New York Daily News

March 2, 2003

Mike defends 26G raise for top aide


He's worth it.

That was Mayor Bloomberg's defense yesterday of the $26,000 raise he gave his top deputy - as city labor leaders blasted the generous pay hike.

Bloomberg boosted Deputy Mayor Marc Shaw's salary to $194,999 from $168,700 - a 16% raise - as of Feb. 9. Shaw, whose vast responsibilities include overseeing the operations of all city agencies, also serves as acting mayor when Bloomberg leaves town.

"He's worth every penny of it - the public's very well served by [him]," Bloomberg said before marching in the annual Rockaway Beach St. Patrick's Day Parade in Queens.

Because he said so

When pressed how he could justify the pay hike, he said: "I justify it because I made the decision. What other questions do you have?"

The raise comes at a time when Bloomberg is requesting $600 million in givebacks from municipal unions to help close a $3.4 billion budget deficit. The administration has threatened to lay off as many as 12,000 workers if the unions don't comply.

Teachers union President Randi Weingarten, who also heads the Municipal Labor Committee, said asking for employee concessions while giving Shaw a large raise "will not be understandable to anyone in the unionized workforce."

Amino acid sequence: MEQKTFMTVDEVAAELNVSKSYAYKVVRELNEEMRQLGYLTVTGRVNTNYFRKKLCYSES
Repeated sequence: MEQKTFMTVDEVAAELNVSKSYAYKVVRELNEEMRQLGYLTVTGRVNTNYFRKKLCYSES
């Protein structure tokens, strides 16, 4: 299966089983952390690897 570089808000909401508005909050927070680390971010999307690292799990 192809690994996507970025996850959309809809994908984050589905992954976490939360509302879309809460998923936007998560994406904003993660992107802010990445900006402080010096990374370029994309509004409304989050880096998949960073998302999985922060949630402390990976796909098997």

"The timing of this is incredibly unfortunate," she said.

Patrick Lynch, president of the Patrolmen's Benevolent Association, called the raise "foolish" and insulting to cops.

"We put our lives on the line and our families at risk each and every day," Lynch said. "I would love to sit down with the mayor and discuss getting a 16%, one-year raise for our members."

Bloomberg spokesman Ed Skyler said yesterday Shaw was the only high-level official to receive a pay raise. He declined to respond to the union criticism.

Shaw took a $23,800 pay cut last year when he left his job as executive director of the Metropolitan Transportation Authority to join the Bloomberg administration.